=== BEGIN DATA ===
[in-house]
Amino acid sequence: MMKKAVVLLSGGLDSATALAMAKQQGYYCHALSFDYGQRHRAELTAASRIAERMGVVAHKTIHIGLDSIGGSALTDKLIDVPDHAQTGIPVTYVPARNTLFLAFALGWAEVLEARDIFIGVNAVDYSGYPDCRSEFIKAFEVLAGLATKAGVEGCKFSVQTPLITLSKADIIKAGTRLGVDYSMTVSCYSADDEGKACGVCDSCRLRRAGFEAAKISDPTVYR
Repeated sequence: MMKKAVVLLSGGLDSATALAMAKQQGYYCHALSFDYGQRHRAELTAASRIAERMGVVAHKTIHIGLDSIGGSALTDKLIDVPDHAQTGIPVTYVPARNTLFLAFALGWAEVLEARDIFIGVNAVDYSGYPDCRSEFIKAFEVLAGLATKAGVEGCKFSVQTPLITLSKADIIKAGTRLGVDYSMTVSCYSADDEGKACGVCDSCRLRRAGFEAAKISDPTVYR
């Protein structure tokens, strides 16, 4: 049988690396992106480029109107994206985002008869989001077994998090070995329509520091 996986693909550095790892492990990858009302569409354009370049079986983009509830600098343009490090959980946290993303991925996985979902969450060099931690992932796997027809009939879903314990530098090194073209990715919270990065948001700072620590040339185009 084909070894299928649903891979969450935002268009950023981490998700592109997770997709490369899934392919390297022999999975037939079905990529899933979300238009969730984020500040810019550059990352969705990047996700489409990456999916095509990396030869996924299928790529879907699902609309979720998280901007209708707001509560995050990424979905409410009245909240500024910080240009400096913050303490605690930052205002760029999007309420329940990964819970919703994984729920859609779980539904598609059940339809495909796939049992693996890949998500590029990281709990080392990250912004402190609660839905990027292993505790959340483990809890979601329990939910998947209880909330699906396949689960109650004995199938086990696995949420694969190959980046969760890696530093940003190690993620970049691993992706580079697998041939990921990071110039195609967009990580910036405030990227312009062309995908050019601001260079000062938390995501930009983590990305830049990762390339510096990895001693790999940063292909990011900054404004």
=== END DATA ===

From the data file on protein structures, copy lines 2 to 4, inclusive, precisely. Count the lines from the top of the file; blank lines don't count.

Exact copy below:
Amino acid sequence: MMKKAVVLLSGGLDSATALAMAKQQGYYCHALSFDYGQRHRAELTAASRIAERMGVVAHKTIHIGLDSIGGSALTDKLIDVPDHAQTGIPVTYVPARNTLFLAFALGWAEVLEARDIFIGVNAVDYSGYPDCRSEFIKAFEVLAGLATKAGVEGCKFSVQTPLITLSKADIIKAGTRLGVDYSMTVSCYSADDEGKACGVCDSCRLRRAGFEAAKISDPTVYR
Repeated sequence: MMKKAVVLLSGGLDSATALAMAKQQGYYCHALSFDYGQRHRAELTAASRIAERMGVVAHKTIHIGLDSIGGSALTDKLIDVPDHAQTGIPVTYVPARNTLFLAFALGWAEVLEARDIFIGVNAVDYSGYPDCRSEFIKAFEVLAGLATKAGVEGCKFSVQTPLITLSKADIIKAGTRLGVDYSMTVSCYSADDEGKACGVCDSCRLRRAGFEAAKISDPTVYR
């Protein structure tokens, strides 16, 4: 049988690396992106480029109107994206985002008869989001077994998090070995329509520091 996986693909550095790892492990990858009302569409354009370049079986983009509830600098343009490090959980946290993303991925996985979902969450060099931690992932796997027809009939879903314990530098090194073209990715919270990065948001700072620590040339185009 084909070894299928649903891979969450935002268009950023981490998700592109997770997709490369899934392919390297022999999975037939079905990529899933979300238009969730984020500040810019550059990352969705990047996700489409990456999916095509990396030869996924299928790529879907699902609309979720998280901007209708707001509560995050990424979905409410009245909240500024910080240009400096913050303490605690930052205002760029999007309420329940990964819970919703994984729920859609779980539904598609059940339809495909796939049992693996890949998500590029990281709990080392990250912004402190609660839905990027292993505790959340483990809890979601329990939910998947209880909330699906396949689960109650004995199938086990696995949420694969190959980046969760890696530093940003190690993620970049691993992706580079697998041939990921990071110039195609967009990580910036405030990227312009062309995908050019601001260079000062938390995501930009983590990305830049990762390339510096990895001693790999940063292909990011900054404004």